Similarly, the federal and provincial governments would enhance focus on human development and develop physical infrastructure which is lagging behind in far-flung areas. The medium-to-long-term planning also includes completion of China-Pakistan Economic Corridor projects, particularly in agriculture, industrial cooperation, socio-economic development and financial inclusion.

It also includes utilisation of special technology zones, IT parks and incubation and entrepreneurships centres that complement CPEC investments.

In the sphere of power and energy, the long-term planning encompasses implementing Renewable Energy Policy and National Power Policy to attain the goal of 60 per cent energy generation from non-fossil fuels, including hydropower generation.

The finance minister said a positive sentiment had been generated about the economy and this would be built upon to create synergies across different sectors, facilitate active monitoring and pave way for sustained institutional reforms and modernisation of the public sector.

The plan for resolving the circular debt issue includes reducing the cost of electricity generation by flattening the capacity payment curve through restructuring power producers. This will be done through a combination of re-profiling of project debts and reduction in return on equity and operation and maintenance components of tariffs.

At the same time, steps will be taken to boost demand for grid electricity by incentivising captive-to-grid shift and integration of NTDC-KE networks. It will also include replacing cross-subsidies with direct subsidies, lowering tariffs for high consumption categories, targeting price deregulation and improving governance through engagement with the private sector.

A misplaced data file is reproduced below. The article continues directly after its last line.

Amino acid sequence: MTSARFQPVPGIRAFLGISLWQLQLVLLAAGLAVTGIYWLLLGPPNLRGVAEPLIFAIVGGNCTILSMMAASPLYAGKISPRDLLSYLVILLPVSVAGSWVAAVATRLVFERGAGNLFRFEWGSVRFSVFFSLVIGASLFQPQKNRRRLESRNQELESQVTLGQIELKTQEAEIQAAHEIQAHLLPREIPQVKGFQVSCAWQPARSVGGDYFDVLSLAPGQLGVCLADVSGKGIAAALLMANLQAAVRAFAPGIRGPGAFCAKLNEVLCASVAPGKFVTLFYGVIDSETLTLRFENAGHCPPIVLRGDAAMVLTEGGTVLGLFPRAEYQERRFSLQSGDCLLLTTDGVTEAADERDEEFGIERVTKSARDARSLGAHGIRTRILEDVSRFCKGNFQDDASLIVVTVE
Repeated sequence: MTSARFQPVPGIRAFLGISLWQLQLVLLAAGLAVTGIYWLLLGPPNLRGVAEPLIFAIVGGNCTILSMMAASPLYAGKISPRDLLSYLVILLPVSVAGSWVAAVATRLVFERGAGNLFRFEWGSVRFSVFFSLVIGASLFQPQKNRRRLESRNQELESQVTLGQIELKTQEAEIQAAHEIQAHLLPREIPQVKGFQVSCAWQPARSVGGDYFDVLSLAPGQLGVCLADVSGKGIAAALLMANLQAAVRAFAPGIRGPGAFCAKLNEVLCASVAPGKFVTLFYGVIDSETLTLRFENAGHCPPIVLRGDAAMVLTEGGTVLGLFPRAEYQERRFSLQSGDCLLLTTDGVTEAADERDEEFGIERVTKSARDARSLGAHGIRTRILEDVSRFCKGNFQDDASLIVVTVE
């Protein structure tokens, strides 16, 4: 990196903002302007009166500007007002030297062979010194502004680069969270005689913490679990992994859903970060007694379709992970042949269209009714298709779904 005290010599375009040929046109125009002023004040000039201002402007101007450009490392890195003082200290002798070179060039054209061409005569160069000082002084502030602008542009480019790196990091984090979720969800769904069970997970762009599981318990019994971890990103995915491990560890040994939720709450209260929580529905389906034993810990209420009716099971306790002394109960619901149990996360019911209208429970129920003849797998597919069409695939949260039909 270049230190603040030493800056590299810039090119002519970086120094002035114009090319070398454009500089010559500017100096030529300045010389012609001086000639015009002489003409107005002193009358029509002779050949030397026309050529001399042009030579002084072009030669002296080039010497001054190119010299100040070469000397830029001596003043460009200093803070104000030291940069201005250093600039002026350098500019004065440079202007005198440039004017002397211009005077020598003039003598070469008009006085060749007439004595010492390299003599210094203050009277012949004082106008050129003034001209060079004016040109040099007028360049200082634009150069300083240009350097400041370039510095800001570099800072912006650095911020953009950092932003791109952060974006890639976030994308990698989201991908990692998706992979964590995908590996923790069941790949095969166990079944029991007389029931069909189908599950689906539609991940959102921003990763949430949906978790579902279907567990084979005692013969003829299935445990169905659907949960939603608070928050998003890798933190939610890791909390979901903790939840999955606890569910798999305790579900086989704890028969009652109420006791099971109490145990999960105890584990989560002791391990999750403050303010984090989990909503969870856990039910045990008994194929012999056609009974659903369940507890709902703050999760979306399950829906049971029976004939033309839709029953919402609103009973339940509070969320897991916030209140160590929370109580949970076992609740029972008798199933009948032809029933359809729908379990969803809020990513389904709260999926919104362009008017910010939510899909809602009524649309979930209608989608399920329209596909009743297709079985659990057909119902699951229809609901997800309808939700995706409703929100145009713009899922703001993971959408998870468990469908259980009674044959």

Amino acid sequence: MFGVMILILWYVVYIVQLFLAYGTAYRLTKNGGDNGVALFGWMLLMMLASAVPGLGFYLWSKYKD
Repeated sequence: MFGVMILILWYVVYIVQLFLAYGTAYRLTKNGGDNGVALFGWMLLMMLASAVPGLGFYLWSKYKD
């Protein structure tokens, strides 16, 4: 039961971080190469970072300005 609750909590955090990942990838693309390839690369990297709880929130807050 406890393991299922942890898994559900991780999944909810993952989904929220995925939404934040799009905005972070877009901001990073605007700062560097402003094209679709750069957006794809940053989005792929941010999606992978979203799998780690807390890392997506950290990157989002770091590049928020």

A multi-faceted and multi-dimensional price stability strategy will be that farmers will be offered price guarantees and confirmed off-takes to protect them from exploitation at the hands of wholesalers and middleman.

Investment through public-private partnership will be invited to develop multi-purpose storage facilities for maintaining strategic reserves. Moreover, small markets will be built close to production clusters and air transport could be utilised to give farmers direct access to the far-flung domestic markets. This will ensure price stability in items of daily use. Meanwhile, 10 new sectors had been identified to help take exports to $40-50bn.

This is what is called the reinventing the wheel because umpteen numbers of such plans are gathering dust in the files of Planning Commission of Pakistan because the authors of these plans were selling dreams without the wherewithal of turning them into reality.

The current plan too appears to go the same way.

And if one were to take on its face value the latest opinion of Dr Waqar Masood Khan on Pakistan’s economy then the plan looks all the more unrealistic. Dr Masood, the longest serving finance secretary of government of Pakistan after HU Beg, was Special Assistant to the PM only about a few weeks back.

He says the economy will be under increasing pressure during the ongoing fiscal and likely to face a current account deficit of $12 to 17 billion for 2021-22.